European equities slump to 4-1/2 month lows on Monday, with the results of elections in France and Greece showing public discontent with austerity measures and casting doubt over the euro zone's ability to fix its debt crisis.
In France, Socialist Francois Hollande claimed the presidential seat from Nicolas Sarkozy. The move was widely expected but investors are still concerned about his plans, including a tax for the ultra-rich, a financial transactions levy and a longer time frame for eliminating the deficit.
In Greece, voters also turned away from austerity, but with potentially graver consequences and a bigger surprise for investors. The two parties which had agreed to the international bailout that keeps the country afloat got just 32 percent between them. The frantic search for coalition partners is now on, with the door open for a new elections as soon as next month if they fail.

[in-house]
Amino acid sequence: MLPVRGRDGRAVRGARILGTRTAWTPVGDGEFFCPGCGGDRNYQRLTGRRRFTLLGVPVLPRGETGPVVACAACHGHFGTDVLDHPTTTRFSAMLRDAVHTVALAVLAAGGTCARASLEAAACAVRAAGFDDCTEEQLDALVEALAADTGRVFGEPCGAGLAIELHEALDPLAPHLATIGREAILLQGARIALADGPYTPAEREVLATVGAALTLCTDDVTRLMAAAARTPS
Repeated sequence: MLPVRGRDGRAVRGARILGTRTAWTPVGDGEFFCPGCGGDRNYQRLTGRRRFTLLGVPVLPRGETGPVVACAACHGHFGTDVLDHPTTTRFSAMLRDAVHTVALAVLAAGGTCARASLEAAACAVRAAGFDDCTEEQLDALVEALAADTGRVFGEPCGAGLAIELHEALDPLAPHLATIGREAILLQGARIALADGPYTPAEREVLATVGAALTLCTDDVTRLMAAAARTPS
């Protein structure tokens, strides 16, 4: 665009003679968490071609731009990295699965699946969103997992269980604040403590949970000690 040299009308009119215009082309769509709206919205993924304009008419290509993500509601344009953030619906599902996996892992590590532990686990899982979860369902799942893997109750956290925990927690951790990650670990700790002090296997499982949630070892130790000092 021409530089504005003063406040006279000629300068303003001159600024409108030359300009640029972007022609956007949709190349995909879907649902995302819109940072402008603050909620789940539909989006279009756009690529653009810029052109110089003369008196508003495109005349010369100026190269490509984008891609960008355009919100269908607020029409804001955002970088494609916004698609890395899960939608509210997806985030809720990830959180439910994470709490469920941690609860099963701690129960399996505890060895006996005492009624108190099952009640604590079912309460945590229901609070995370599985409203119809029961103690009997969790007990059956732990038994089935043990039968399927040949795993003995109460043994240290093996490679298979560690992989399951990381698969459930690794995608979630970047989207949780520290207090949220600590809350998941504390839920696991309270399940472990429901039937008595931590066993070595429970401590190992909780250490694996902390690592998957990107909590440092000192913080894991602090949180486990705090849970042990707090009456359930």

“The election results at the weekend are not helpful to calming the worries already in the market after disappointing (U.S.) payrolls report on Friday. The political uncertainty is increasing and over time the euro zone political landscape looks less predictable,” said Gerhard Schwarz, head of equity strategy at Baader Bank.
“Global investors are waking up to the situation in Europe, that things are not running that smoothly. (Recent euro zone data) certainly heightens fears that we are in a more prolonged slump, and that might be further accentuated by political uncertainty.”
The Euro STOXX 50 index of top euro zone blue-chips was down 1.8 percent at 2,208.52 points, hitting its lowest levels since late December 2011.
The French CAC was down 1.5 percent and the German DAX fell 2.2 percent.